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Home > Hot Topics > National Day Features
China seeks a balance between food security and the urbanization
2008/10/15

By Zhan Yan (China Features)

 

 

Zhou Siyu, 57, after a lifetime working the land as one of China's millions of peasants, worries about food security in her home of Longkou, Shandong Province.

    "We used to store big urns of grain at home every year, but now few families do so and instead we buy grain. The young are working away from the farms. The buildings and roads take too much high-yield cropland and shrubs or flowers have been planted in beautification schemes."

   Zhou's worries reflect the challenge China faces in seeking a balance between food security and the urbanization of its vast rural population.

   China feeds a fifth of the world's population with a land mass largely unsuited for agriculture (around 14 percent of the territory comprises arable land). Feeding 1.3 billion people remains one of the government's top concerns after 30 years of reform and opening-up.

   In July, the State Council approved a medium to long-term guideline to ensure food security, setting grain production targets at 500 billion kg by 2010, 540 billion kg by 2020 and 95 percent self-sufficiency by 2020.

   It also prescribes ways to protect farmland, construct rural infrastructure and raise farmers' incomes.

   One principle to ensure food security is the "bottom line": 1.8 billion mu (120 million hectares) of farmland.

   China presently has about 1.827 billion mu (121.8 million hectares), or 1.39 mu (0.09 hectares) per capita, about a third of the global average. In 1996, it had 1.951 billion mu (130.07 million hectares), or 1.59 mu (0.11 hectares) per person -- a loss of 6.4 percent of the arable land in 11 years mainly to urbanization.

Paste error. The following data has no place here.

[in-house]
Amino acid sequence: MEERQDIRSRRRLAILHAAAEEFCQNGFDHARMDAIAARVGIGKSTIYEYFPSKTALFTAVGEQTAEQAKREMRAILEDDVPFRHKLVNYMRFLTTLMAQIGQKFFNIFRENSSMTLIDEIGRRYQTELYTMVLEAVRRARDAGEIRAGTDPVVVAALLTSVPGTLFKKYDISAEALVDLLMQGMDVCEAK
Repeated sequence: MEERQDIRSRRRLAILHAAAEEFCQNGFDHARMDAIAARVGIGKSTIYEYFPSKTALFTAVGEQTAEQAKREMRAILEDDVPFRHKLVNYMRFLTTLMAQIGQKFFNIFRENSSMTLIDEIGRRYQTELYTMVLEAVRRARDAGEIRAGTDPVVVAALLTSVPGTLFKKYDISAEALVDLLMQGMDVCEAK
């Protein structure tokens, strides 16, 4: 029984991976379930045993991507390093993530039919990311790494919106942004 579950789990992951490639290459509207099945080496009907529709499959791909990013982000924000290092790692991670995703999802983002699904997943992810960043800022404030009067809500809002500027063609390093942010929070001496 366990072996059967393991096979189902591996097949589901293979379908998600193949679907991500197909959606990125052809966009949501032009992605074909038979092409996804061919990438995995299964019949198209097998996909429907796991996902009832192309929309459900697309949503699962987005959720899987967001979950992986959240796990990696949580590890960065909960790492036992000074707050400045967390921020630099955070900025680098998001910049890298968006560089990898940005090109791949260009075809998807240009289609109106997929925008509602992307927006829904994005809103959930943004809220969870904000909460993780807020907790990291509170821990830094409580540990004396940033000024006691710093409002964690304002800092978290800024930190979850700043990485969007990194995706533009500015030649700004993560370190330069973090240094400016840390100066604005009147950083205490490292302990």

Chen Xiwen, director of the Office of the Central Leading Group on Rural Work, says the authorities approve 4 million mu (266,667 hectares) for construction each year, including 2.82 million mu (188,000 hectares) of farmland. At that rate the bottom line is approaching fast.

China's urban population is also growing fast: from 17.9 percent of the total population in 1978 to 43.9 percent in 2006. The government is aiming for 70 percent by 2050, about average for a "relatively developed country".

   A survey in 145 cities by the Institute of Geographic Sciences and Natural Resources Research under the China Academy of Sciences showed 70 percent of new construction in large and medium-sized cities is on arable land. "The figure is 80.9 percent in some western areas," says Chen.

   China reported 7,438 square km of urban area in 1981 and 32,521 square km in 2005, a 340-percent increase in 25 years.

   Meanwhile, the Ministry of Agriculture says China will need 1.824 billion mu (121.6 million hectares) of farmland in 2010 and 1.85 billion mu (123.33 million hectares) in 2030 to achieve 95 percent self-sufficiency, meaning the farmland area must increase.